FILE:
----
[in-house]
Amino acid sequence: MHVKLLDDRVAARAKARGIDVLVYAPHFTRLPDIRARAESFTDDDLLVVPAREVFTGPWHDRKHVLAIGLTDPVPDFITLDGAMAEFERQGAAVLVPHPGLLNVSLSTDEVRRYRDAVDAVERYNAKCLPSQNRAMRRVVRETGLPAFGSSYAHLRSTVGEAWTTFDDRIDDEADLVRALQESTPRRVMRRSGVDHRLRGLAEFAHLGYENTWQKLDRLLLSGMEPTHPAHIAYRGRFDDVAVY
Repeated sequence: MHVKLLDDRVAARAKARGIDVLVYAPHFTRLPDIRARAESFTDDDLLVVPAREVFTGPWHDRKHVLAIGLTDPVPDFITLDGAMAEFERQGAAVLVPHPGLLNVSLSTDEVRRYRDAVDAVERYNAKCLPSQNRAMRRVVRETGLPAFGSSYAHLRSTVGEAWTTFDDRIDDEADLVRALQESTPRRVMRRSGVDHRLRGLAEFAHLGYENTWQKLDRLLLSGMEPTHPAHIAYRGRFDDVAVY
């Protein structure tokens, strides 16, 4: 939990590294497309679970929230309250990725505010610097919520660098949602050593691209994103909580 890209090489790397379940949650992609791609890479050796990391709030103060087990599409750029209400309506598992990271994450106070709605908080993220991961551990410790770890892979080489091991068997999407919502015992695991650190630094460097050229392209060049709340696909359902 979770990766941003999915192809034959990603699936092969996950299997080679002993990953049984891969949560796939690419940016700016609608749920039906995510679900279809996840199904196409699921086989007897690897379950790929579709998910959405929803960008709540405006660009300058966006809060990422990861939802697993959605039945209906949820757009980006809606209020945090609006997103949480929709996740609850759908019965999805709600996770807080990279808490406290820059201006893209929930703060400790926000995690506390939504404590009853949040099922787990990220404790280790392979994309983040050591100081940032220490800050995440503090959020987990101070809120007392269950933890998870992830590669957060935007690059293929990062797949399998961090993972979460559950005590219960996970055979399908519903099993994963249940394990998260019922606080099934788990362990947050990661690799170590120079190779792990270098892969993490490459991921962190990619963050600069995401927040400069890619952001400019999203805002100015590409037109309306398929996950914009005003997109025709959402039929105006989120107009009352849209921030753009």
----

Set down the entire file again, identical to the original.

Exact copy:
[in-house]
Amino acid sequence: MHVKLLDDRVAARAKARGIDVLVYAPHFTRLPDIRARAESFTDDDLLVVPAREVFTGPWHDRKHVLAIGLTDPVPDFITLDGAMAEFERQGAAVLVPHPGLLNVSLSTDEVRRYRDAVDAVERYNAKCLPSQNRAMRRVVRETGLPAFGSSYAHLRSTVGEAWTTFDDRIDDEADLVRALQESTPRRVMRRSGVDHRLRGLAEFAHLGYENTWQKLDRLLLSGMEPTHPAHIAYRGRFDDVAVY
Repeated sequence: MHVKLLDDRVAARAKARGIDVLVYAPHFTRLPDIRARAESFTDDDLLVVPAREVFTGPWHDRKHVLAIGLTDPVPDFITLDGAMAEFERQGAAVLVPHPGLLNVSLSTDEVRRYRDAVDAVERYNAKCLPSQNRAMRRVVRETGLPAFGSSYAHLRSTVGEAWTTFDDRIDDEADLVRALQESTPRRVMRRSGVDHRLRGLAEFAHLGYENTWQKLDRLLLSGMEPTHPAHIAYRGRFDDVAVY
């Protein structure tokens, strides 16, 4: 939990590294497309679970929230309250990725505010610097919520660098949602050593691209994103909580 890209090489790397379940949650992609791609890479050796990391709030103060087990599409750029209400309506598992990271994450106070709605908080993220991961551990410790770890892979080489091991068997999407919502015992695991650190630094460097050229392209060049709340696909359902 979770990766941003999915192809034959990603699936092969996950299997080679002993990953049984891969949560796939690419940016700016609608749920039906995510679900279809996840199904196409699921086989007897690897379950790929579709998910959405929803960008709540405006660009300058966006809060990422990861939802697993959605039945209906949820757009980006809606209020945090609006997103949480929709996740609850759908019965999805709600996770807080990279808490406290820059201006893209929930703060400790926000995690506390939504404590009853949040099922787990990220404790280790392979994309983040050591100081940032220490800050995440503090959020987990101070809120007392269950933890998870992830590669957060935007690059293929990062797949399998961090993972979460559950005590219960996970055979399908519903099993994963249940394990998260019922606080099934788990362990947050990661690799170590120079190779792990270098892969993490490459991921962190990619963050600069995401927040400069890619952001400019999203805002100015590409037109309306398929996950914009005003997109025709959402039929105006989120107009009352849209921030753009």